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Perimeter of an Ellipse

  1. Jun 6, 2004 #1
    Could anyone direct me to an analytically correct algebraic formula for the Perimeter of an Ellipse based on either the eccentricity or the Semi-Major and Semiminor Axes other than the Elliptic Integral ? If so, how accurate will it be for relatively high eccentricities such as 0.9-1.0 ? Thanks.
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  3. Jun 6, 2004 #2


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    Given those properties of a given ellipse, you should be able to define a function, f(x) which describes the top half of the ellipse. The perimeter of the ellipse would be twice the length of f(x) on the interval on which it exists. The length of f(x) on that interval, let's call it [-a,a], is:

    [tex]L = \int _{-a} ^a \sqrt{1 + [f'(x)]^2}dx[/tex]
  4. Jun 6, 2004 #3


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    To see why this works, think of f'(x) as dy/dx. Now, put the "dx" under the square root, and you'll get:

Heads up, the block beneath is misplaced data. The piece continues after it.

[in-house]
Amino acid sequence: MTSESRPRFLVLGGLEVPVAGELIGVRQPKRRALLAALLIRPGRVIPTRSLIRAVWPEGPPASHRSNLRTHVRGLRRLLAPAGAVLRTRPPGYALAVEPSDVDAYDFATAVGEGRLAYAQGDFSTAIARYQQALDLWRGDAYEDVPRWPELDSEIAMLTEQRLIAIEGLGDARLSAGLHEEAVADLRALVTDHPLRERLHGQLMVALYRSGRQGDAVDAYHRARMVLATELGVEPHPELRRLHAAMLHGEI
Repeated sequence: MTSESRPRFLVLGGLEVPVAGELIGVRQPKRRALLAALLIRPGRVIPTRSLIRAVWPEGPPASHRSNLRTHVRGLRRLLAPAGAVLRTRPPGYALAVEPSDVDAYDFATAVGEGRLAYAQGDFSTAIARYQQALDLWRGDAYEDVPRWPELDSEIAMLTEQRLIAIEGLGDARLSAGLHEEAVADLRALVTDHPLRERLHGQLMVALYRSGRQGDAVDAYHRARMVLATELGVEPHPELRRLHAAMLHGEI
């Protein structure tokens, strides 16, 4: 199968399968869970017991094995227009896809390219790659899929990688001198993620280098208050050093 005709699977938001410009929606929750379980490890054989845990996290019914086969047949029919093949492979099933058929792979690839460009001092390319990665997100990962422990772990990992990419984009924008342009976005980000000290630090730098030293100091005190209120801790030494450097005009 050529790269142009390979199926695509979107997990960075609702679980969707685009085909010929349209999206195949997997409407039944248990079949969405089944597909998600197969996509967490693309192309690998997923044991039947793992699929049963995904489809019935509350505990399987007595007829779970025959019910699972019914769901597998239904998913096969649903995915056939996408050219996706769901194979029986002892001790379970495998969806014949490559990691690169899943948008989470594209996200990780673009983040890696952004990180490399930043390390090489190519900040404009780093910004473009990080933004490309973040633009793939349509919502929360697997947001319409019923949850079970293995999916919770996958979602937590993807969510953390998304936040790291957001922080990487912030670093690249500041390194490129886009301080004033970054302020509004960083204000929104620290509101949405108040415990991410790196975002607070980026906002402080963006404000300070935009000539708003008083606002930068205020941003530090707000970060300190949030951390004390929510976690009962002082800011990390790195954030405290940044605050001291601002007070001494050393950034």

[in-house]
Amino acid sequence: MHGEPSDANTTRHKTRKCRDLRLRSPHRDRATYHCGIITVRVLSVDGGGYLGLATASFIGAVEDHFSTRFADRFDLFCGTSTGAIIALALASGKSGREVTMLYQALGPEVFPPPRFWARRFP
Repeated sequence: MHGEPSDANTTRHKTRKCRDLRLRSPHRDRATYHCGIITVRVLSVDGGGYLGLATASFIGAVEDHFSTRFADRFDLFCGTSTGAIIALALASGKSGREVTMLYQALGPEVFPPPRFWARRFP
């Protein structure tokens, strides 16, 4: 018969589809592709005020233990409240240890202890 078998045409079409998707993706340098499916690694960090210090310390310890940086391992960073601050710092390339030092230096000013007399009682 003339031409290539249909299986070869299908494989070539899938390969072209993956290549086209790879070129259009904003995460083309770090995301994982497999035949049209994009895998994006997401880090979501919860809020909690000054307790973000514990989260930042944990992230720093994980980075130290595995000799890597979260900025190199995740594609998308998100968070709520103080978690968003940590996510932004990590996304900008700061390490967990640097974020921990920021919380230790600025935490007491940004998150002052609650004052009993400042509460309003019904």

[tex]L = \int _{-a} ^a \sqrt{{dx}^2 + {dy}^2}[/tex]

    Now, if you consider an infinitessimal piece of the function, you can treat it as a straight line segment. If you think of this segment as the hypoteneuse of a triangle with sides dx and dy, then clearly, the length of this hypoteneuse is the integrand. Sum the lengths of these tiny segments over the desired interval, and you get the length of the function on that interval.
  5. Jun 6, 2004 #4
    I have a handbook that lists the perimeter of an ellipse as approximately:


    a and b are the semi-major and semi-minor axes, respectively. No idea on the accuracy.
  6. Jun 6, 2004 #5
    OK I am with you on the Arclength Formula, do you know the function if given a (S-maj), b (S-minor), or c (Focus to center) ? Thanks a lot.
  7. Jun 6, 2004 #6
    Won't the arclength formula lead to the elliptic integral? You already said you don't want that.

    Edit: There is no exact solution for the perimeter of an ellipse. You either have to numerically integrate this:

    [tex]4a\int_0^{\pi/2}\sqrt{1-e^2\sin^2 t}\,dt}[/tex]

    (where e is the eccentricity)

    Or use an approximation like the one I gave in my earlier post.

    Edit Edit: This page seems to have some better approximations listed at the bottom:

    Last edited: Jun 6, 2004
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